All in the definition

Thrice now, I’ve argued against something by saying that the definition used by the other person is simply, trivially, wrong. Too many people forget that defining your terms, and understanding what core premises and fundamental beliefs are held by your opponents, are essential tools of political debate.

Thrice now, I’ve argued against something by saying that the definition used by the other person is simply, trivially, wrong.

I have also spent quite a lot of time, online and offline arguing that if a person who calls himself a Muslim does something non-Islamic, like comitting public suicide, then it is unfair to label his Muslim brothers and sisters with the same, bloody brush.

Arguments over definitions make up a great deal of political debate. Understanding that other people define things differently and have a different set of presumptions, is essential for empathising with someone’s point of view. This is also why learning alternative languages is so important.

Please do not mistake this for yet another post about reconcilliation and co-operation. Comprehending how other people define their terms is also crucial when engaging in debate with them. Many people, on both the left and right, begin their argument from such a disparate starting point to their opponent, that they barely convince anyone but themselves. The result that only people who already agree with the author are persuaded by the argument. I think this is why columnists such as Polly Toynbee and Melanie Phillips are so divisive – they are both of the “you either love them or you hate them” school of journalism.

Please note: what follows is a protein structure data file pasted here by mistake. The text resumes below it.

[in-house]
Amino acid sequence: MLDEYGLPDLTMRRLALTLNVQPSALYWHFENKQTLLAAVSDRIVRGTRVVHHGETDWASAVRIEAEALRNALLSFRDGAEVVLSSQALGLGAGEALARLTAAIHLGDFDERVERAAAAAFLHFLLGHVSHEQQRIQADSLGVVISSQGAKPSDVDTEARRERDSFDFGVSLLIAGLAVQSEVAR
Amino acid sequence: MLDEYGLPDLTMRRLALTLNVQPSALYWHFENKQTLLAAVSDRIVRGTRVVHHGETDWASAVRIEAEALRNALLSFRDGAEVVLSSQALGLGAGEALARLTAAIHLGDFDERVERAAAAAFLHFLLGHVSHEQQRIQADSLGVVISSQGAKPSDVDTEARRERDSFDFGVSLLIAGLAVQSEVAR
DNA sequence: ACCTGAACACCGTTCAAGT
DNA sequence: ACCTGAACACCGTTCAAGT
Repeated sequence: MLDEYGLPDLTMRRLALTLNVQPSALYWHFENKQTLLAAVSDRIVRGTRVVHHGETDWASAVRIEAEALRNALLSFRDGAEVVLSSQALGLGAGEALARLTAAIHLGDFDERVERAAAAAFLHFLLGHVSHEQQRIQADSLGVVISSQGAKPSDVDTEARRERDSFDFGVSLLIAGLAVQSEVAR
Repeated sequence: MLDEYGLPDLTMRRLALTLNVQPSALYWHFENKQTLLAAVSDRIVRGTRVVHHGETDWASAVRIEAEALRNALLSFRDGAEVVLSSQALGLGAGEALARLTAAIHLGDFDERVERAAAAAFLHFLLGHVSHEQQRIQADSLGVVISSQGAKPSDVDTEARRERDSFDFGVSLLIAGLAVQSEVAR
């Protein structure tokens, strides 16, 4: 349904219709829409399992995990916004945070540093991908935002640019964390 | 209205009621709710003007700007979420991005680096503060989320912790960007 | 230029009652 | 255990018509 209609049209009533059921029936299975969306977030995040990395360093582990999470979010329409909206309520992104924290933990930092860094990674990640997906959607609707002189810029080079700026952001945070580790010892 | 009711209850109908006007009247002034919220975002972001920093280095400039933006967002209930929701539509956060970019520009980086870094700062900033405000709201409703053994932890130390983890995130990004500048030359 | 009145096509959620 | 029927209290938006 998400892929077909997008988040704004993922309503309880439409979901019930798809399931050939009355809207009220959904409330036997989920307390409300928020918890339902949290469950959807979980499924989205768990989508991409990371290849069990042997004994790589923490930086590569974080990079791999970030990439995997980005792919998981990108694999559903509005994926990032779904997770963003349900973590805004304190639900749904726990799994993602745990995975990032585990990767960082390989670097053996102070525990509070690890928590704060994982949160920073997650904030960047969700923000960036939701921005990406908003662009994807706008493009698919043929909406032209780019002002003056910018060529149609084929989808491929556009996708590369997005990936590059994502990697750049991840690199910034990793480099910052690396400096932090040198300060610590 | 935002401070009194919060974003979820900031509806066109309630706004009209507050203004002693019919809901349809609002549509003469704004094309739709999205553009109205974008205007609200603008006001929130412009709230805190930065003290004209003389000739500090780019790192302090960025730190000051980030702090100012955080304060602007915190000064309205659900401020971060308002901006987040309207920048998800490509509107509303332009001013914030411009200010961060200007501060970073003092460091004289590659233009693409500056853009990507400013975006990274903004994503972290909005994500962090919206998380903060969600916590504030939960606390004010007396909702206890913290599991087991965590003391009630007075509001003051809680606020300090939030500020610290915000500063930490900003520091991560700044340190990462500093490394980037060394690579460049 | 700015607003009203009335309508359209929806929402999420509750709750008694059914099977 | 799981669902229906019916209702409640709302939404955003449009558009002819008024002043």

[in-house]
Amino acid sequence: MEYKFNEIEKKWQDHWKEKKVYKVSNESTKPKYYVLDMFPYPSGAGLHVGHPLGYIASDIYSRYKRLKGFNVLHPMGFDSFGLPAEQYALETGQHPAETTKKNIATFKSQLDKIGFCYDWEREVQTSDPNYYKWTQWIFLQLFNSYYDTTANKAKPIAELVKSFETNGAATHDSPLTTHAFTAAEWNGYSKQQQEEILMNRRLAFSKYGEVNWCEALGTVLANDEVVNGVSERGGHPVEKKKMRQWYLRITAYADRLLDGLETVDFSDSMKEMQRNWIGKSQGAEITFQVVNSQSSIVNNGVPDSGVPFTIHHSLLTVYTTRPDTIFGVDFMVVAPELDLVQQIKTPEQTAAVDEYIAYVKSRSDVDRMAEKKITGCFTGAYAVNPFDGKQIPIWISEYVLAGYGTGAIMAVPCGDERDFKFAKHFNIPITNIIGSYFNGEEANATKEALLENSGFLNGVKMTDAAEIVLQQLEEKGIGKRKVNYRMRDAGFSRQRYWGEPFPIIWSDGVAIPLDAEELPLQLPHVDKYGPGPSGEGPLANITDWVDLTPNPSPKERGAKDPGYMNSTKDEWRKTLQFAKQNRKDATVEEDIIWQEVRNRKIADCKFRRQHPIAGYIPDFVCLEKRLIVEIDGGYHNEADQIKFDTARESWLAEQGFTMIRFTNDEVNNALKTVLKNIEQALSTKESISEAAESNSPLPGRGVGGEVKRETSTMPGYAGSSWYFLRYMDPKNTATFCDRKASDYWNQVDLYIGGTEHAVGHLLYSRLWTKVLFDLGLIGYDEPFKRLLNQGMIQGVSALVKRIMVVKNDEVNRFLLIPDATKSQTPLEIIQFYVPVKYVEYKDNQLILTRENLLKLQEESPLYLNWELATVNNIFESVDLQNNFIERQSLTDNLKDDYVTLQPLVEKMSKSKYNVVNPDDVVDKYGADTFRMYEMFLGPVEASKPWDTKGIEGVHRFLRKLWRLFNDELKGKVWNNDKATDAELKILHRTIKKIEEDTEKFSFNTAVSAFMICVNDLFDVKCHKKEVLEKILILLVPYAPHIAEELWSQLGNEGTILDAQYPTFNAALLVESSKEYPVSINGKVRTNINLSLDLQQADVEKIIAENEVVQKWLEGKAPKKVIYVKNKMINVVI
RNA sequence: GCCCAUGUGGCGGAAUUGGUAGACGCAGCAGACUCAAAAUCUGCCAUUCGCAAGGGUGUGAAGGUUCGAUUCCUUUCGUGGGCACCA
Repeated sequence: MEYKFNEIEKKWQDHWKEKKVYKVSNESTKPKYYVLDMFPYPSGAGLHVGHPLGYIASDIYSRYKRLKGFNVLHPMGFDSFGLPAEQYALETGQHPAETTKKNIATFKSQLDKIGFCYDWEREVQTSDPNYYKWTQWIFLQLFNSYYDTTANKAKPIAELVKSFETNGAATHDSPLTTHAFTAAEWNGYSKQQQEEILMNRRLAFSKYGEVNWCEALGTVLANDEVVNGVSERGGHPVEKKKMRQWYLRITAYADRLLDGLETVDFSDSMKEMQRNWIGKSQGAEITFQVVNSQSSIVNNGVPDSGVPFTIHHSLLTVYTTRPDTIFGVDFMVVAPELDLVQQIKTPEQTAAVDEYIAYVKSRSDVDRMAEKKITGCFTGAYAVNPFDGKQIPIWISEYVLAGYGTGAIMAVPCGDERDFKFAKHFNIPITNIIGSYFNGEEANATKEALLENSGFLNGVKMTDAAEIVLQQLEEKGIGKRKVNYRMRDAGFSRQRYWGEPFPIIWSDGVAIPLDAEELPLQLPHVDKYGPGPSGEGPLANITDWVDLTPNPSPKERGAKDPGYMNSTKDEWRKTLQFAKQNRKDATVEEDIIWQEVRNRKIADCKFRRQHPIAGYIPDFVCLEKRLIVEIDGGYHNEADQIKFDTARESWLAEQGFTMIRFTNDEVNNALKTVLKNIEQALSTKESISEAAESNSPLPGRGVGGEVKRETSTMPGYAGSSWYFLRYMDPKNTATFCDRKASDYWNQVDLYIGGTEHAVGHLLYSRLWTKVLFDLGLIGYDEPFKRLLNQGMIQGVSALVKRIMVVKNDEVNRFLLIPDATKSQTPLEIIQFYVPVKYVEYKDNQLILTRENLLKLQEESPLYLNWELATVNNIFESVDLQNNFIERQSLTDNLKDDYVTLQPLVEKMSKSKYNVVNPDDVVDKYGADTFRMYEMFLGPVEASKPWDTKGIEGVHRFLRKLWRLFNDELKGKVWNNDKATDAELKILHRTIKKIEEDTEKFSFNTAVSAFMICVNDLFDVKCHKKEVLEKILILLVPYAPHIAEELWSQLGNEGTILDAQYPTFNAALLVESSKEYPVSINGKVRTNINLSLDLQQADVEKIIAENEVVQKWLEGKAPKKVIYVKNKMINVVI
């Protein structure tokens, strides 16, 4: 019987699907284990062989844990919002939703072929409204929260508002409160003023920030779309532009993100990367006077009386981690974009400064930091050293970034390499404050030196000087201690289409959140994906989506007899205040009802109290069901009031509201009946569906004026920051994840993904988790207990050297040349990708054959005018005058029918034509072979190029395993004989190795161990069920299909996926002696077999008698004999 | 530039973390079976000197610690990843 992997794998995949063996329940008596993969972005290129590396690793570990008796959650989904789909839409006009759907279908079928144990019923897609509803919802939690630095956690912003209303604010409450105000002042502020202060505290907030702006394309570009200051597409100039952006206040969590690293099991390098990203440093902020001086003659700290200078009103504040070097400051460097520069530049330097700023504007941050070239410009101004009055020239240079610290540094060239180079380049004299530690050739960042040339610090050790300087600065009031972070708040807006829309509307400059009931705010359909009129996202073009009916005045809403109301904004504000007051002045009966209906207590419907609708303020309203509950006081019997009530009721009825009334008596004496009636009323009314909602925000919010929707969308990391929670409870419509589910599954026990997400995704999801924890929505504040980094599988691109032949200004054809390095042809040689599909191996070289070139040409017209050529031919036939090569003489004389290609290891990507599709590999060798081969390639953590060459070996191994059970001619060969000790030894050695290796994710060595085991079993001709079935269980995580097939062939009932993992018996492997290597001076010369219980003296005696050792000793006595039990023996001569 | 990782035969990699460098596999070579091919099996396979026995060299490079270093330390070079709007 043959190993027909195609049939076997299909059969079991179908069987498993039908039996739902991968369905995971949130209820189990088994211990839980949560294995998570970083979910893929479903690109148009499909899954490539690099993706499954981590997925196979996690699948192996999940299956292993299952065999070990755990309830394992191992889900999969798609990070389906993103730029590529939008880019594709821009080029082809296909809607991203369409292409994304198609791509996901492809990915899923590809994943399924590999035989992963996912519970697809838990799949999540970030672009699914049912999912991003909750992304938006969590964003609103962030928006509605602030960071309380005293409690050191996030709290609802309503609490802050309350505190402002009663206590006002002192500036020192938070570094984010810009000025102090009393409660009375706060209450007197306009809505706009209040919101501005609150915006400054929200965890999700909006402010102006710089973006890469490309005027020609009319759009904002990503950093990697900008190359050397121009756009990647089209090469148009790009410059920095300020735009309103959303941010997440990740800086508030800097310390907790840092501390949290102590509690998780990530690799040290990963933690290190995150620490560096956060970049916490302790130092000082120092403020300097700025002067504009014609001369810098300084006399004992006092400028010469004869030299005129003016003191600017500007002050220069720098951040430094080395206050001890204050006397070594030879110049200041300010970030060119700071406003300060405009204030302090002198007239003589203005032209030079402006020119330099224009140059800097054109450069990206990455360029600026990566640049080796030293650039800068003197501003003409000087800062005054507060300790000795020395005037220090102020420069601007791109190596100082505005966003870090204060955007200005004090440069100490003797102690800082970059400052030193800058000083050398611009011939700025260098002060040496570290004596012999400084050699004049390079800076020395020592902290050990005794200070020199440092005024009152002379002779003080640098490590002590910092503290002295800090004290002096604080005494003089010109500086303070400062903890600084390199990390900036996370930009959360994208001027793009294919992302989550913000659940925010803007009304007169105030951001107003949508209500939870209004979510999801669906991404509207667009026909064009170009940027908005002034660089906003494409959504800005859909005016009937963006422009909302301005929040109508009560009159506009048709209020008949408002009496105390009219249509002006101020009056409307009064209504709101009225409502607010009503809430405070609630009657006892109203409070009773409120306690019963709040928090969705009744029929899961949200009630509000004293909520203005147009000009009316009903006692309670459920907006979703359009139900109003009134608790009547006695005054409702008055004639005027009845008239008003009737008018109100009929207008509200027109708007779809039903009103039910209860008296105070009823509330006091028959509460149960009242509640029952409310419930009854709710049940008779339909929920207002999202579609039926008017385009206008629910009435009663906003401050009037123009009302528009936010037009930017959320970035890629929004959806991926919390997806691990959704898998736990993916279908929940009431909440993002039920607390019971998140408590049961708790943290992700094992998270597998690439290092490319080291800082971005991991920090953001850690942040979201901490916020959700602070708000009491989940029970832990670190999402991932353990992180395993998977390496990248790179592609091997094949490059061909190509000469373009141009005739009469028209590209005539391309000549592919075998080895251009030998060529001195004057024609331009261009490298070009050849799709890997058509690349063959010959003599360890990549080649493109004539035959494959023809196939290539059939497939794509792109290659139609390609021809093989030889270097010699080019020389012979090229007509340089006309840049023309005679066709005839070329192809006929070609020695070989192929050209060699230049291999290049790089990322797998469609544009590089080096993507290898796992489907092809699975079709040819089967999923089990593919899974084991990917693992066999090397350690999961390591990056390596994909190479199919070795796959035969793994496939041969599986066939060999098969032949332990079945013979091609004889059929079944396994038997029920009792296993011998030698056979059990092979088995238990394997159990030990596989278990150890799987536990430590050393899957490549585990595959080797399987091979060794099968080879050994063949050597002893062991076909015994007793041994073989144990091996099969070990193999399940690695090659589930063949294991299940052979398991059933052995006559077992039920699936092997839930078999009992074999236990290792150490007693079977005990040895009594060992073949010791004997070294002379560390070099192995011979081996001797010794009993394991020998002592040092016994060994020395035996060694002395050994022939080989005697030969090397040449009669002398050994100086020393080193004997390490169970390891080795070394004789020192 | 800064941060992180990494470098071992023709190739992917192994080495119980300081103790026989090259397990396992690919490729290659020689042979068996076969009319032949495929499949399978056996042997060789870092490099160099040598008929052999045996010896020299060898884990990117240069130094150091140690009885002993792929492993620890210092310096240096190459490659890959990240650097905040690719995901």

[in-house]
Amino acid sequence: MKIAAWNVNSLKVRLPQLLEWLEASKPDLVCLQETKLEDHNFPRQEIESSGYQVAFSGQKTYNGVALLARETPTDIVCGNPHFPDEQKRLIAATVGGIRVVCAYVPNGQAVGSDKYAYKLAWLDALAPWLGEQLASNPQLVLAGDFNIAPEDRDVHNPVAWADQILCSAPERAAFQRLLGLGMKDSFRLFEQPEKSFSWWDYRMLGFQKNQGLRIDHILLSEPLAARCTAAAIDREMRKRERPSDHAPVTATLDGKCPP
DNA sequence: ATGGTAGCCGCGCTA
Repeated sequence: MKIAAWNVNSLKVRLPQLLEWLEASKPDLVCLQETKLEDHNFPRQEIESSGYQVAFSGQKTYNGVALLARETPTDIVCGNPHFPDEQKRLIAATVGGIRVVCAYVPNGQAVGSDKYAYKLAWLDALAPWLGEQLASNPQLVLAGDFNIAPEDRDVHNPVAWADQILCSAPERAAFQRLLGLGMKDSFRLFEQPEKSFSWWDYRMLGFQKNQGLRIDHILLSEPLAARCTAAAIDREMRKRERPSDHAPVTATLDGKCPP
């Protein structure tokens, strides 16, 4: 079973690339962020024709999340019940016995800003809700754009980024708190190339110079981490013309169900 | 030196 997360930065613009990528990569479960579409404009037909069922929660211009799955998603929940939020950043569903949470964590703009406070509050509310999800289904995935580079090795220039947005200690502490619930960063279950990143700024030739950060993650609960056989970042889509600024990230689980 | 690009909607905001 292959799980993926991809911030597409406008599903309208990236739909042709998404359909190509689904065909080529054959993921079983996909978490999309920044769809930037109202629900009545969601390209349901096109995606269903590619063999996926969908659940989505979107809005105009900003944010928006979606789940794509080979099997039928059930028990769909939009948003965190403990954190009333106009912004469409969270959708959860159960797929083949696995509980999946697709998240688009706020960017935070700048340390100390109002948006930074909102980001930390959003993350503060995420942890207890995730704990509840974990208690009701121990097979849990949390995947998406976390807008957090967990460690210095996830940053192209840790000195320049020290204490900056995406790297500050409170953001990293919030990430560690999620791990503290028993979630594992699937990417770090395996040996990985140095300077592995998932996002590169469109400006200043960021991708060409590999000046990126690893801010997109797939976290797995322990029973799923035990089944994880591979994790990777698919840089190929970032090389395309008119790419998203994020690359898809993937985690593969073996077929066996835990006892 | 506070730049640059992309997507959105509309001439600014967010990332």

So much of the fisking I read online also falls into this trap too. No-one else is persuaded, least of all the supporters of the alternative point of view. The debate becomes a shouting match, and nothing of interest is achieved.

7 thoughts on “All in the definition”

  1. If only this were so simple – take for instance how we all see Colour ( and I mean yellows, greens, purples etc- not race!) – we really have no way of checking that what I see and call yellow is not called and seen by you as what I call red, therefore when we are discussing a shade we may have a completely different starting point and, contary to the usual debate say about politics – neither of us can tell the other “where we are coming from” – we just have to agree or disagree.
    I understand what I am trying to say here, but does anyone else?

  2. I do, but I’m not sure it applies to politcial debate in the same way it does with raw perception. We have to negotiate the overlaps in our shared experiences and language, so we know we’re on the same page when we begin to talk about more complicated concepts.

  3. Robert,

    In your post about Tim Priest, you say:

    “The social problems faced by immigrant communties world-wide are real, but multiculturalism is the word I would use to describe the solution, not the cause of the problem.”

    I completely agree. I think Tim Priest agrees as well.

    Tim’s point is in fact, almost exactly the same as yours: that what is happening in/to/about the separate Lebanese-origin inhabitants of the Sydney suburbs is being called “multiculturalism” but it is not and no-one seems to be brave enough to say so.

    Tim’s point is that no-one is prepared to point out that the situation is dangerous. I might add that this is a politically incorrect truth and is being smothered, but that might cause another set of definitional arguments….